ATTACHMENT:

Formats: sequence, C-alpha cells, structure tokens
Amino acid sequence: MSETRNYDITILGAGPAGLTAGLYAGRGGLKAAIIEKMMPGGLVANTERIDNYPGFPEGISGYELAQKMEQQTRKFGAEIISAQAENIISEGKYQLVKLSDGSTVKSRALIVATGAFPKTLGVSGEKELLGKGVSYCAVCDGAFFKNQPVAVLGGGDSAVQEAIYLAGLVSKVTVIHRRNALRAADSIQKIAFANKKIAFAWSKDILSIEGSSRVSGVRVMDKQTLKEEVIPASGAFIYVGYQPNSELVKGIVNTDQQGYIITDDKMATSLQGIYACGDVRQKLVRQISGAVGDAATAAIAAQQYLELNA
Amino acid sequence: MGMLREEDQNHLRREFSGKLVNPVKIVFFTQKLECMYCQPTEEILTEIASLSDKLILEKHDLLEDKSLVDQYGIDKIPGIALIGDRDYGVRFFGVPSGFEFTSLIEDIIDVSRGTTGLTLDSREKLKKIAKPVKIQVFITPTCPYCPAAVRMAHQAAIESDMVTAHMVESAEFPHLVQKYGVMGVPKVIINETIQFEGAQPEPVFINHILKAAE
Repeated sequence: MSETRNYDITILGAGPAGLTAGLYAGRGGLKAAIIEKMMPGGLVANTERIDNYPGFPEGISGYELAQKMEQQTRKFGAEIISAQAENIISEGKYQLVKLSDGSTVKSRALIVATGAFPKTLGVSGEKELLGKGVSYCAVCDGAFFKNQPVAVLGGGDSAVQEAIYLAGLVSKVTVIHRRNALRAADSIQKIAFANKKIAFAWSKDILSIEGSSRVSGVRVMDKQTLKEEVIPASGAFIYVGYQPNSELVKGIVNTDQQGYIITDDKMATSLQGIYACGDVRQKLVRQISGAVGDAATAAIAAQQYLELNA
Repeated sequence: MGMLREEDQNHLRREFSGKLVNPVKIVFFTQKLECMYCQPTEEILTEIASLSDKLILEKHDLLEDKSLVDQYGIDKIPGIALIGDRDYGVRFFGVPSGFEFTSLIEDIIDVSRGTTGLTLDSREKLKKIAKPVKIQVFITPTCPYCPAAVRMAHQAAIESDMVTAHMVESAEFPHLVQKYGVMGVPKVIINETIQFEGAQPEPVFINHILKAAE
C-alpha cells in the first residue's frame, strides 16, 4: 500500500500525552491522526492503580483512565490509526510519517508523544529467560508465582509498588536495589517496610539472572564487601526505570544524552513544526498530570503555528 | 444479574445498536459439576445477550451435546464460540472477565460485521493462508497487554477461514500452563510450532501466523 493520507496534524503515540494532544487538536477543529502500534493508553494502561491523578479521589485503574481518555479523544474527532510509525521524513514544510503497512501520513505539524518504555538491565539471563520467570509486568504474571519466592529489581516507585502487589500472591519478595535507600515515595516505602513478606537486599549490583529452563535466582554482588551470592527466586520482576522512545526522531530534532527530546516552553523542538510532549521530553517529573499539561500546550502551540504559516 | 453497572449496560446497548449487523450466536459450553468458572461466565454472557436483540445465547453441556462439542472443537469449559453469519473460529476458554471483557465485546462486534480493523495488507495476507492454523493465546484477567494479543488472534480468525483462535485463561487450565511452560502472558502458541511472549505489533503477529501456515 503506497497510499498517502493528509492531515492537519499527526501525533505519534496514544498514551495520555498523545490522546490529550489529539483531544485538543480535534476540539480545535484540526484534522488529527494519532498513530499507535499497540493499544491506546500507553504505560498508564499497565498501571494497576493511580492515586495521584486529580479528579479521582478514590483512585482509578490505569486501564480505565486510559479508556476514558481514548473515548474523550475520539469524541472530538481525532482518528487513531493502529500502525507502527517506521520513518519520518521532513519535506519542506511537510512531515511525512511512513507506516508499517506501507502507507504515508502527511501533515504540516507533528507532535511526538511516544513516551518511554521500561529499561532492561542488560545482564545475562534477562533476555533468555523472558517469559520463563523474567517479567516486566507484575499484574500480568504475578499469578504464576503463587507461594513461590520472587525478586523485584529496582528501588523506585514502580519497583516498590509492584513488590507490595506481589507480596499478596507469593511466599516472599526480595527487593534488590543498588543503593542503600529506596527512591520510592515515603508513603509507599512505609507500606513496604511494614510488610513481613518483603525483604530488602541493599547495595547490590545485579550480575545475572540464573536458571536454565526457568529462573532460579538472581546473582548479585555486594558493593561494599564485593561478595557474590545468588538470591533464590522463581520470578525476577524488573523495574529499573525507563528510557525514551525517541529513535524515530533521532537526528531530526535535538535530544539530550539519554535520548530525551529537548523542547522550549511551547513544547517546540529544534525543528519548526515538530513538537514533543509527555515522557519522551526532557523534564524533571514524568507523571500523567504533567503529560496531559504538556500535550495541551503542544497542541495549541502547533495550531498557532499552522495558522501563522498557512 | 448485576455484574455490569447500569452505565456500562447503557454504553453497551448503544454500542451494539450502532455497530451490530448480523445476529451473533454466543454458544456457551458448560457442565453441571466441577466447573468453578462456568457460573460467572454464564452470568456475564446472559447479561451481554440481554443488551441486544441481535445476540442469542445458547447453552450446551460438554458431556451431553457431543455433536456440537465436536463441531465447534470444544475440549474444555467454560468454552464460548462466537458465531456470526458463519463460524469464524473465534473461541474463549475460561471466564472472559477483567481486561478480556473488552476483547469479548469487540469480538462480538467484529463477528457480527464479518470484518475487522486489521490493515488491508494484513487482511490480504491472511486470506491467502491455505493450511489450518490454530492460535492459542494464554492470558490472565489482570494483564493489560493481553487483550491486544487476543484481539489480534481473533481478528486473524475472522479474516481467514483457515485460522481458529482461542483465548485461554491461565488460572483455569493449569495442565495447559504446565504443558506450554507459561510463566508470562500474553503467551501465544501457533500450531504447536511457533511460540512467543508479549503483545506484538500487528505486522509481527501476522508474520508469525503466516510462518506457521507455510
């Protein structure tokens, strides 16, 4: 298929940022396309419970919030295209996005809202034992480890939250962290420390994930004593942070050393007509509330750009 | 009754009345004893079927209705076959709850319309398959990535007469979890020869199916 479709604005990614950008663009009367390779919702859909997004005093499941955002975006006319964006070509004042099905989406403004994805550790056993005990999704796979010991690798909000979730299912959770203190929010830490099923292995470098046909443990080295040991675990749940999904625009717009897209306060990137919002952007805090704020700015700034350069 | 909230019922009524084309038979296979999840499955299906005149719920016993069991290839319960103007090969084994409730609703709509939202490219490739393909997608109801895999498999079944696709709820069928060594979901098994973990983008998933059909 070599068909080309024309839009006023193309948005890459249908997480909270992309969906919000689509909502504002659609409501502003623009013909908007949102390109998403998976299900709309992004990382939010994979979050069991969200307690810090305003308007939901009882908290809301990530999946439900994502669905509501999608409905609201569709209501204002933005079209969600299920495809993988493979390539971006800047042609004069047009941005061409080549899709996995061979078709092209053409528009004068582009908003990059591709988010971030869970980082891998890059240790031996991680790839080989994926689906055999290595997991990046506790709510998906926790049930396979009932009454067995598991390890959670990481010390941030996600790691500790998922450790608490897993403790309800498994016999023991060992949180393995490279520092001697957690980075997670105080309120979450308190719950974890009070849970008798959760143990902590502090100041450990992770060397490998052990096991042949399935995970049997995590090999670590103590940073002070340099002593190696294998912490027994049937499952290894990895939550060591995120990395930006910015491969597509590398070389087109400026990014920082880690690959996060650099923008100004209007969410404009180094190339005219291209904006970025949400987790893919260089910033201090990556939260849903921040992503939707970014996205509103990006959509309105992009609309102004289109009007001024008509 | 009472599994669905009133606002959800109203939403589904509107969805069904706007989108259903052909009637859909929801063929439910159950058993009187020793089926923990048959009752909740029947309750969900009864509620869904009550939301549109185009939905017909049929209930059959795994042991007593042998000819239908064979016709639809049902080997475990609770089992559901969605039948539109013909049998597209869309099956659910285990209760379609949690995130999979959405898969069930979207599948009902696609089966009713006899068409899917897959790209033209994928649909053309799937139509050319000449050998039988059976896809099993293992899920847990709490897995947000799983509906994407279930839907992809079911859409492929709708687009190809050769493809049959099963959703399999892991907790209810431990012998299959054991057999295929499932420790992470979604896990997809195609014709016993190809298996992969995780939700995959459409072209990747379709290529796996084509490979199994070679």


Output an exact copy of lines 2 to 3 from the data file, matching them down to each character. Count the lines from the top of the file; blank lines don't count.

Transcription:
Amino acid sequence: MSETRNYDITILGAGPAGLTAGLYAGRGGLKAAIIEKMMPGGLVANTERIDNYPGFPEGISGYELAQKMEQQTRKFGAEIISAQAENIISEGKYQLVKLSDGSTVKSRALIVATGAFPKTLGVSGEKELLGKGVSYCAVCDGAFFKNQPVAVLGGGDSAVQEAIYLAGLVSKVTVIHRRNALRAADSIQKIAFANKKIAFAWSKDILSIEGSSRVSGVRVMDKQTLKEEVIPASGAFIYVGYQPNSELVKGIVNTDQQGYIITDDKMATSLQGIYACGDVRQKLVRQISGAVGDAATAAIAAQQYLELNA
Amino acid sequence: MGMLREEDQNHLRREFSGKLVNPVKIVFFTQKLECMYCQPTEEILTEIASLSDKLILEKHDLLEDKSLVDQYGIDKIPGIALIGDRDYGVRFFGVPSGFEFTSLIEDIIDVSRGTTGLTLDSREKLKKIAKPVKIQVFITPTCPYCPAAVRMAHQAAIESDMVTAHMVESAEFPHLVQKYGVMGVPKVIINETIQFEGAQPEPVFINHILKAAE